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  1. EPF vs NPS: Which one will help you save more money for retirement?

EPF vs NPS: Which one will help you save more money for retirement?

The National Pension System (NPS) and the Employees Provident Fund (EPF) are feasible options for saving money. Both NPS and EPF enable one to save regularly, which can grow into a considerable amount by the time the user retires.

By: | New Delhi | Published: April 25, 2018 3:39 PM
The EPFO has almost six crore active accounts and manages a corpus of about Rs 10 lakh crore. (Retuers)

The National Pension System (NPS) and the Employees Provident Fund (EPF) are feasible options for saving money. Both NPS and EPF enable one to save regularly, which can grow into a considerable amount by the time the user retires. Although both the saving options give tax benefits and are government-sponsored schemes, there are basic differences relating to the quantum of tax exemptions that can be utilized, degree of flexibility of determining the equity exposure and rate of return, among other things.

The EPFO has almost six crore active accounts and manages a corpus of about Rs 10 lakh crore. For the final settlement of the PF deposit, a subscriber has to select Form 19 while for part withdrawal a user can select Form 31.

EPF Vs NPS: Which is better?

1- Tax Benefits: Under section 80C, the employees’ contribution into the EPF is allowed to be deducted up to Rs 1,50,000. This is the maximum amount that can be deducted from a subscriber’s basic salary. As for NPS, subscribers can get a maximum of Rs 2 lakh in total, according to the Income-tax (I-T) Act. EPF offers its subscribers to save tax at all the three levels of contribution, interest accrual and at the time of withdrawal after retirement. However, NPS offers tax saving at the first two stages of contribution and interest accrual, but withdrawals are taxable. The lumpsum withdrawal in NPS will be exempt up to 40 percent of such withdrawals.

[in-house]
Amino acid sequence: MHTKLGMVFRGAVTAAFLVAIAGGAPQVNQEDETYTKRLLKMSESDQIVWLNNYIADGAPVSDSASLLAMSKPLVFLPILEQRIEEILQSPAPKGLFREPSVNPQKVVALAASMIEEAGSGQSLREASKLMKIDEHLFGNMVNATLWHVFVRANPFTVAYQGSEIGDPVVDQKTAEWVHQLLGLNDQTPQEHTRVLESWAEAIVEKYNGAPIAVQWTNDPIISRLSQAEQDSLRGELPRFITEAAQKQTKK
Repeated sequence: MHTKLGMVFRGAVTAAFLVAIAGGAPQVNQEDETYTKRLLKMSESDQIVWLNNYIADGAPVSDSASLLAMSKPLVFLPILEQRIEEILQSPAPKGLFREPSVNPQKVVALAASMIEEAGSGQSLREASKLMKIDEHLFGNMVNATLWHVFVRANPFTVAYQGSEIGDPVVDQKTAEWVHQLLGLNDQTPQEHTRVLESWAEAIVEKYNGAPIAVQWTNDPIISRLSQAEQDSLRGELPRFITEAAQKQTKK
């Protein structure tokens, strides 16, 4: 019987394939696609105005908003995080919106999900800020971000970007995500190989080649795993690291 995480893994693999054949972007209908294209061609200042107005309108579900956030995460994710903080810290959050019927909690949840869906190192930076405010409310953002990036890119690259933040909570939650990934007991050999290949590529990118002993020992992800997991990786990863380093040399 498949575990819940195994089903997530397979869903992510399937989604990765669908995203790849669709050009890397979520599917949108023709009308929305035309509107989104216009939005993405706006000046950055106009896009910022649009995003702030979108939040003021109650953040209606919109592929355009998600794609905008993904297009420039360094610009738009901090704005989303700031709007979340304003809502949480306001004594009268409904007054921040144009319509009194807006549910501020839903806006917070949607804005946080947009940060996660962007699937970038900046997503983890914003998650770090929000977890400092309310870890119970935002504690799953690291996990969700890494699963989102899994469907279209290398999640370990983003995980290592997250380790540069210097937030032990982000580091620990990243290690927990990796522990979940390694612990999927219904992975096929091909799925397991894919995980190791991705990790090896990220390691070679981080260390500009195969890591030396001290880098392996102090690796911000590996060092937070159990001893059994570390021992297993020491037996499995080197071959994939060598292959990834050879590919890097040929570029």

2- Equity Exposure: EPF subscribers are allowed to invest a maximum of 15 per cent of their salary into equity. NPS subscribers can have up to 75 per cent equity exposure.

3. Flexibility: NPS is more flexible than EPF. In case of EPF, the subscriber cannot choose his/her fund manager, whereas NPS offers this flexibility. As of now, there are seven fund managers offering varying rates of returns. These seven fund managers are HDFC Pension Fund, ICICI Prudential Pension, Kotak Pension Fund, LIC Pension Fund, Reliance Capital Pension, SBI Pension Fund and UTI Retirement Solutions.

In NPS, the user can switch from one investment option to another or from one fund manager to another, to certain regulatory restrictions. The interest rates on NPS are totally market-related.

4. Accounts: EPF subscribers are allowed to operate only one account that is linked to the UAN. As for NPS, subscribers can open two accounts, where the first one is compulsory and the second one is a voluntary account. One should note that in the second account of NPS withdrawal is permitted.

5. Mandatory/ Optional: EPF is compulsory for every company in which 20 or more people are employed. The NPS account is mandatory only for government employees. However, private sector employees can also open an NPS account and avail its benefits.

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